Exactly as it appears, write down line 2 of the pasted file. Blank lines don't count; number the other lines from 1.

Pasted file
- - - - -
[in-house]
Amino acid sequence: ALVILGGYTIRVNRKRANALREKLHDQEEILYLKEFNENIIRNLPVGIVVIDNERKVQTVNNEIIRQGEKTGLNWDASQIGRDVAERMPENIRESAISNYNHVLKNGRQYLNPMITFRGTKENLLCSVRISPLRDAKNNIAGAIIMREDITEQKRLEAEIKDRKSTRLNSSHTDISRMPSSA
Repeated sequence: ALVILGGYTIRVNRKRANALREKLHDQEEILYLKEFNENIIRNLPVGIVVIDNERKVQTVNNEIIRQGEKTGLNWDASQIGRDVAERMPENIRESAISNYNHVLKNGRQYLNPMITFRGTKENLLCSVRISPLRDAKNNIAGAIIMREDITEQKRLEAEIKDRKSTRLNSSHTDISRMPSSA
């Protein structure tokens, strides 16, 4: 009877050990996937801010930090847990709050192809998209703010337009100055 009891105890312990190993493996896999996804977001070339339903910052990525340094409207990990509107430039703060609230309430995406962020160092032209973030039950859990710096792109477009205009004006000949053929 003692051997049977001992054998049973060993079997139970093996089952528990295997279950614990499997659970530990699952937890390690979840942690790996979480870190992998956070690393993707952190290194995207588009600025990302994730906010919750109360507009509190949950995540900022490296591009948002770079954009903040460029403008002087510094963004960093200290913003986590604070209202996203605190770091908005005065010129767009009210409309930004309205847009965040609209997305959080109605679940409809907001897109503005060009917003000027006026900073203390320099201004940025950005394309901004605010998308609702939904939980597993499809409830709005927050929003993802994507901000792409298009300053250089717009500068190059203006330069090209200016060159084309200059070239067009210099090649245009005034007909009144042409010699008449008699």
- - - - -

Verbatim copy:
Amino acid sequence: ALVILGGYTIRVNRKRANALREKLHDQEEILYLKEFNENIIRNLPVGIVVIDNERKVQTVNNEIIRQGEKTGLNWDASQIGRDVAERMPENIRESAISNYNHVLKNGRQYLNPMITFRGTKENLLCSVRISPLRDAKNNIAGAIIMREDITEQKRLEAEIKDRKSTRLNSSHTDISRMPSSA